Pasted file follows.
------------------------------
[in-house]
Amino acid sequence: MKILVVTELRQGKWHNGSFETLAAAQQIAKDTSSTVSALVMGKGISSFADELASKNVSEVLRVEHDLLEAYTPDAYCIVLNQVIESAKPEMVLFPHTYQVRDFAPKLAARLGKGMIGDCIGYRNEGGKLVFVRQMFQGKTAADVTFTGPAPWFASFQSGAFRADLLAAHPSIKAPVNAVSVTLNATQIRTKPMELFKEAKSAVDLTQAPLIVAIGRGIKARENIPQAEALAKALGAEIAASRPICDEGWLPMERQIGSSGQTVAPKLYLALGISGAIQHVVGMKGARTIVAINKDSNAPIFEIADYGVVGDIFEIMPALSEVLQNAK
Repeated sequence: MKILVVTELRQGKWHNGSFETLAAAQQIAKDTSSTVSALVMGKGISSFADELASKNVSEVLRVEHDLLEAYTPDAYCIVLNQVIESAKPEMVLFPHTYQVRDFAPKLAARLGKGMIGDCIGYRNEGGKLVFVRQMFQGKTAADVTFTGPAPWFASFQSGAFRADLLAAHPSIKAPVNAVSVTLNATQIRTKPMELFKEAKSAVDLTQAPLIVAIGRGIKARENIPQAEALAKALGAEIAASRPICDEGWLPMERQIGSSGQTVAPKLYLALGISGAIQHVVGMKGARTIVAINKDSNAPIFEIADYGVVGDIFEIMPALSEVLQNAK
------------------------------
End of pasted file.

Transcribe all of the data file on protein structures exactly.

[in-house]
Amino acid sequence: MKILVVTELRQGKWHNGSFETLAAAQQIAKDTSSTVSALVMGKGISSFADELASKNVSEVLRVEHDLLEAYTPDAYCIVLNQVIESAKPEMVLFPHTYQVRDFAPKLAARLGKGMIGDCIGYRNEGGKLVFVRQMFQGKTAADVTFTGPAPWFASFQSGAFRADLLAAHPSIKAPVNAVSVTLNATQIRTKPMELFKEAKSAVDLTQAPLIVAIGRGIKARENIPQAEALAKALGAEIAASRPICDEGWLPMERQIGSSGQTVAPKLYLALGISGAIQHVVGMKGARTIVAINKDSNAPIFEIADYGVVGDIFEIMPALSEVLQNAK
Repeated sequence: MKILVVTELRQGKWHNGSFETLAAAQQIAKDTSSTVSALVMGKGISSFADELASKNVSEVLRVEHDLLEAYTPDAYCIVLNQVIESAKPEMVLFPHTYQVRDFAPKLAARLGKGMIGDCIGYRNEGGKLVFVRQMFQGKTAADVTFTGPAPWFASFQSGAFRADLLAAHPSIKAPVNAVSVTLNATQIRTKPMELFKEAKSAVDLTQAPLIVAIGRGIKARENIPQAEALAKALGAEIAASRPICDEGWLPMERQIGSSGQTVAPKLYLALGISGAIQHVVGMKGARTIVAINKDSNAPIFEIADYGVVGDIFEIMPALSEVLQNAK